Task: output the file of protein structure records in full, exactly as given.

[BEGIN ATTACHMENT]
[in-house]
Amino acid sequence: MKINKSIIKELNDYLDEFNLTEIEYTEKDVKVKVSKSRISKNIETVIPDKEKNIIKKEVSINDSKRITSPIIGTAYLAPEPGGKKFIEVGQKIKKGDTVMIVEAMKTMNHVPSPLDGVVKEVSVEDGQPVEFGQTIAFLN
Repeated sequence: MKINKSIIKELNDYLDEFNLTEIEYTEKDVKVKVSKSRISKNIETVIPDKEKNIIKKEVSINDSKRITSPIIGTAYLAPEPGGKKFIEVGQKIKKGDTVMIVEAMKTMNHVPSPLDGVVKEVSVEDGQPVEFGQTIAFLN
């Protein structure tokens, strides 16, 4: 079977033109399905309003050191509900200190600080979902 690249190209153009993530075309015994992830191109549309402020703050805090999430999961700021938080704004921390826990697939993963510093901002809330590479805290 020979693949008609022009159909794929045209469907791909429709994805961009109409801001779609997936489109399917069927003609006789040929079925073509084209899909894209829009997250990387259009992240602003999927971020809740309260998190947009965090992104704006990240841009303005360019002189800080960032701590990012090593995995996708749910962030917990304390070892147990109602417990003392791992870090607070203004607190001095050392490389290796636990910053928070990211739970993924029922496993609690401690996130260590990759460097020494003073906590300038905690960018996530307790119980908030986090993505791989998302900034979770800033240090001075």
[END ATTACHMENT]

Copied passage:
[in-house]
Amino acid sequence: MKINKSIIKELNDYLDEFNLTEIEYTEKDVKVKVSKSRISKNIETVIPDKEKNIIKKEVSINDSKRITSPIIGTAYLAPEPGGKKFIEVGQKIKKGDTVMIVEAMKTMNHVPSPLDGVVKEVSVEDGQPVEFGQTIAFLN
Repeated sequence: MKINKSIIKELNDYLDEFNLTEIEYTEKDVKVKVSKSRISKNIETVIPDKEKNIIKKEVSINDSKRITSPIIGTAYLAPEPGGKKFIEVGQKIKKGDTVMIVEAMKTMNHVPSPLDGVVKEVSVEDGQPVEFGQTIAFLN
């Protein structure tokens, strides 16, 4: 079977033109399905309003050191509900200190600080979902 690249190209153009993530075309015994992830191109549309402020703050805090999430999961700021938080704004921390826990697939993963510093901002809330590479805290 020979693949008609022009159909794929045209469907791909429709994805961009109409801001779609997936489109399917069927003609006789040929079925073509084209899909894209829009997250990387259009992240602003999927971020809740309260998190947009965090992104704006990240841009303005360019002189800080960032701590990012090593995995996708749910962030917990304390070892147990109602417990003392791992870090607070203004607190001095050392490389290796636990910053928070990211739970993924029922496993609690401690996130260590990759460097020494003073906590300038905690960018996530307790119980908030986090993505791989998302900034979770800033240090001075």